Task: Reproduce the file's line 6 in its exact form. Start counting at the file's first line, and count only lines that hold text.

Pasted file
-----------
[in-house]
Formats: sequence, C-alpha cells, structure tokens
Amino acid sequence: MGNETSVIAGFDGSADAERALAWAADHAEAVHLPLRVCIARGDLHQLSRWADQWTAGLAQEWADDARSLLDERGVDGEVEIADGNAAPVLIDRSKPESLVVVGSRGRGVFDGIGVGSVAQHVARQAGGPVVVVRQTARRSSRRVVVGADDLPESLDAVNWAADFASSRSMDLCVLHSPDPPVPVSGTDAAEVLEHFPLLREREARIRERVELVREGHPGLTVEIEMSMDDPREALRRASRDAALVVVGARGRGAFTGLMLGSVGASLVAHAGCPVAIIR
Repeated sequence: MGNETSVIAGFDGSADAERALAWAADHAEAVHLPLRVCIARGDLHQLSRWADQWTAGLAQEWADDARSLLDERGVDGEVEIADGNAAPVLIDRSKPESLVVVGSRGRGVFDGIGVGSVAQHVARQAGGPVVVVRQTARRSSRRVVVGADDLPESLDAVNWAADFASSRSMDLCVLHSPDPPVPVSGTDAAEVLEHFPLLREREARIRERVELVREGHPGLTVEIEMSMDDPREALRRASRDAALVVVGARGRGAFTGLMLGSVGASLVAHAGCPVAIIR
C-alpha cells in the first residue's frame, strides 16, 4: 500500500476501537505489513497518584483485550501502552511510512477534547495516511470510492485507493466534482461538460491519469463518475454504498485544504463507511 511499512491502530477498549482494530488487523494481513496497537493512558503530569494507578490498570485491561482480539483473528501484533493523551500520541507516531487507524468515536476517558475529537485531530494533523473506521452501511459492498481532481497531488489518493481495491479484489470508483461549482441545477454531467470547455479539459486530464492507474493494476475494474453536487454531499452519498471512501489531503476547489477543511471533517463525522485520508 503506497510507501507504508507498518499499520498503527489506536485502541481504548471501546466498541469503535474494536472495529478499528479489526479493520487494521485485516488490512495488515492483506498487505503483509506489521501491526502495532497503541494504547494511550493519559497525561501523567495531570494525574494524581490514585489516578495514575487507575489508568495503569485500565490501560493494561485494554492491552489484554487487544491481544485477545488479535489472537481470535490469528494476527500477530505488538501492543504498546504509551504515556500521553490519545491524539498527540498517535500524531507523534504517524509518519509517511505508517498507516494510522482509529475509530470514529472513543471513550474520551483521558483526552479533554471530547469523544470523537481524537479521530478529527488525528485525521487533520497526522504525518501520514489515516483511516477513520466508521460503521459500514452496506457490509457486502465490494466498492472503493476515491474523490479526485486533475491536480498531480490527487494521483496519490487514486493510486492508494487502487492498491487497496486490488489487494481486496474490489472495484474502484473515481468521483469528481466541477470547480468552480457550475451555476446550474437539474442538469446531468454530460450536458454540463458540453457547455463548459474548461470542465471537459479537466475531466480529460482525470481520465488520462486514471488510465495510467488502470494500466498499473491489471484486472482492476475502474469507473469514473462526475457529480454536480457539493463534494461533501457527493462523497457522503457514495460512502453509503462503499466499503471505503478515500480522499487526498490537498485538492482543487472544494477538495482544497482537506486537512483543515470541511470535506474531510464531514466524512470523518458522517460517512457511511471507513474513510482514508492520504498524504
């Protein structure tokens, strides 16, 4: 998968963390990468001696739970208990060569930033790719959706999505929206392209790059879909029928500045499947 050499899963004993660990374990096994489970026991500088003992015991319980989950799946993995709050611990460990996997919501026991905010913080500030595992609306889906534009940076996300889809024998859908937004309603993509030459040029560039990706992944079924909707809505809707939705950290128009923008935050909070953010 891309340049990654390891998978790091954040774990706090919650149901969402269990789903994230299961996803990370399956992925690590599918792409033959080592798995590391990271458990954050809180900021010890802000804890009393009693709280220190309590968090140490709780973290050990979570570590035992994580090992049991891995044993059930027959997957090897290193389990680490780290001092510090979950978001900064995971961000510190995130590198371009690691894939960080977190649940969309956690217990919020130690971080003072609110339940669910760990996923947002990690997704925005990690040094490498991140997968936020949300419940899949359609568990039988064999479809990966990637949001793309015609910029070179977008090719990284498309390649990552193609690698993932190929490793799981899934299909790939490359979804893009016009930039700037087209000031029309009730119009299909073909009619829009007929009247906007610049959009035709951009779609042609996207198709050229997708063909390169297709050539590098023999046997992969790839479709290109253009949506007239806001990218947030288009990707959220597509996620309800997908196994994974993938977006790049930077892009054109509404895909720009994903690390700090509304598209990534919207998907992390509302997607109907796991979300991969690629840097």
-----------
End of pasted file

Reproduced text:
């Protein structure tokens, strides 16, 4: 998968963390990468001696739970208990060569930033790719959706999505929206392209790059879909029928500045499947 050499899963004993660990374990096994489970026991500088003992015991319980989950799946993995709050611990460990996997919501026991905010913080500030595992609306889906534009940076996300889809024998859908937004309603993509030459040029560039990706992944079924909707809505809707939705950290128009923008935050909070953010 891309340049990654390891998978790091954040774990706090919650149901969402269990789903994230299961996803990370399956992925690590599918792409033959080592798995590391990271458990954050809180900021010890802000804890009393009693709280220190309590968090140490709780973290050990979570570590035992994580090992049991891995044993059930027959997957090897290193389990680490780290001092510090979950978001900064995971961000510190995130590198371009690691894939960080977190649940969309956690217990919020130690971080003072609110339940669910760990996923947002990690997704925005990690040094490498991140997968936020949300419940899949359609568990039988064999479809990966990637949001793309015609910029070179977008090719990284498309390649990552193609690698993932190929490793799981899934299909790939490359979804893009016009930039700037087209000031029309009730119009299909073909009619829009007929009247906007610049959009035709951009779609042609996207198709050229997708063909390169297709050539590098023999046997992969790839479709290109253009949506007239806001990218947030288009990707959220597509996620309800997908196994994974993938977006790049930077892009054109509404895909720009994903690390700090509304598209990534919207998907992390509302997607109907796991979300991969690629840097």